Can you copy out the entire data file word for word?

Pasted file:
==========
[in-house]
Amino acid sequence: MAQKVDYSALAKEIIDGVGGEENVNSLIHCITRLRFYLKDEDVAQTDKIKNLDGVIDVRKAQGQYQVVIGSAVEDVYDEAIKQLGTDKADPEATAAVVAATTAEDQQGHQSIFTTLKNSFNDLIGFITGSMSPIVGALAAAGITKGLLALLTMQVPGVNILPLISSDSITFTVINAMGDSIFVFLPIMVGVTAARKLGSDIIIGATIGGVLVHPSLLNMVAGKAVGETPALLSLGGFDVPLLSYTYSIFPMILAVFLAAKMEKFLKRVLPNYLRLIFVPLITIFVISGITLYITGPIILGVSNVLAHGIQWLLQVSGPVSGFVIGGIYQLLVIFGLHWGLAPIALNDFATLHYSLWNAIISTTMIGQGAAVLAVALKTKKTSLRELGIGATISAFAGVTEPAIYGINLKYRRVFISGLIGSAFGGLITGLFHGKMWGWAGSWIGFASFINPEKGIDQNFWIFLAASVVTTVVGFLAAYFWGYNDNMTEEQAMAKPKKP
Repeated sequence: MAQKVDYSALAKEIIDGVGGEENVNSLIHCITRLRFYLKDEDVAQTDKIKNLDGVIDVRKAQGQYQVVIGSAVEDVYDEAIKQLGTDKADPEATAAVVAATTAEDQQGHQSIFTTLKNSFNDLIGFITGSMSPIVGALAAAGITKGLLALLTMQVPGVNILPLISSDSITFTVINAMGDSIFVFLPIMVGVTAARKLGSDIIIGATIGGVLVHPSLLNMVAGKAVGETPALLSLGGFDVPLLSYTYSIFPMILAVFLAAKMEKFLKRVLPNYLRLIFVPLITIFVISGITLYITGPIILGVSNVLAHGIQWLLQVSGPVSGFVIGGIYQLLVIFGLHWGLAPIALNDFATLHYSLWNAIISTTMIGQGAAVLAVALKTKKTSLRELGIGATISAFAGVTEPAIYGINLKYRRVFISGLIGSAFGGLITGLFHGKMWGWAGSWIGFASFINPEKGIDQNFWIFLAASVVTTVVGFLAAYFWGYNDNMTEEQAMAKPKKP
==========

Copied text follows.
[in-house]
Amino acid sequence: MAQKVDYSALAKEIIDGVGGEENVNSLIHCITRLRFYLKDEDVAQTDKIKNLDGVIDVRKAQGQYQVVIGSAVEDVYDEAIKQLGTDKADPEATAAVVAATTAEDQQGHQSIFTTLKNSFNDLIGFITGSMSPIVGALAAAGITKGLLALLTMQVPGVNILPLISSDSITFTVINAMGDSIFVFLPIMVGVTAARKLGSDIIIGATIGGVLVHPSLLNMVAGKAVGETPALLSLGGFDVPLLSYTYSIFPMILAVFLAAKMEKFLKRVLPNYLRLIFVPLITIFVISGITLYITGPIILGVSNVLAHGIQWLLQVSGPVSGFVIGGIYQLLVIFGLHWGLAPIALNDFATLHYSLWNAIISTTMIGQGAAVLAVALKTKKTSLRELGIGATISAFAGVTEPAIYGINLKYRRVFISGLIGSAFGGLITGLFHGKMWGWAGSWIGFASFINPEKGIDQNFWIFLAASVVTTVVGFLAAYFWGYNDNMTEEQAMAKPKKP
Repeated sequence: MAQKVDYSALAKEIIDGVGGEENVNSLIHCITRLRFYLKDEDVAQTDKIKNLDGVIDVRKAQGQYQVVIGSAVEDVYDEAIKQLGTDKADPEATAAVVAATTAEDQQGHQSIFTTLKNSFNDLIGFITGSMSPIVGALAAAGITKGLLALLTMQVPGVNILPLISSDSITFTVINAMGDSIFVFLPIMVGVTAARKLGSDIIIGATIGGVLVHPSLLNMVAGKAVGETPALLSLGGFDVPLLSYTYSIFPMILAVFLAAKMEKFLKRVLPNYLRLIFVPLITIFVISGITLYITGPIILGVSNVLAHGIQWLLQVSGPVSGFVIGGIYQLLVIFGLHWGLAPIALNDFATLHYSLWNAIISTTMIGQGAAVLAVALKTKKTSLRELGIGATISAFAGVTEPAIYGINLKYRRVFISGLIGSAFGGLITGLFHGKMWGWAGSWIGFASFINPEKGIDQNFWIFLAASVVTTVVGFLAAYFWGYNDNMTEEQAMAKPKKP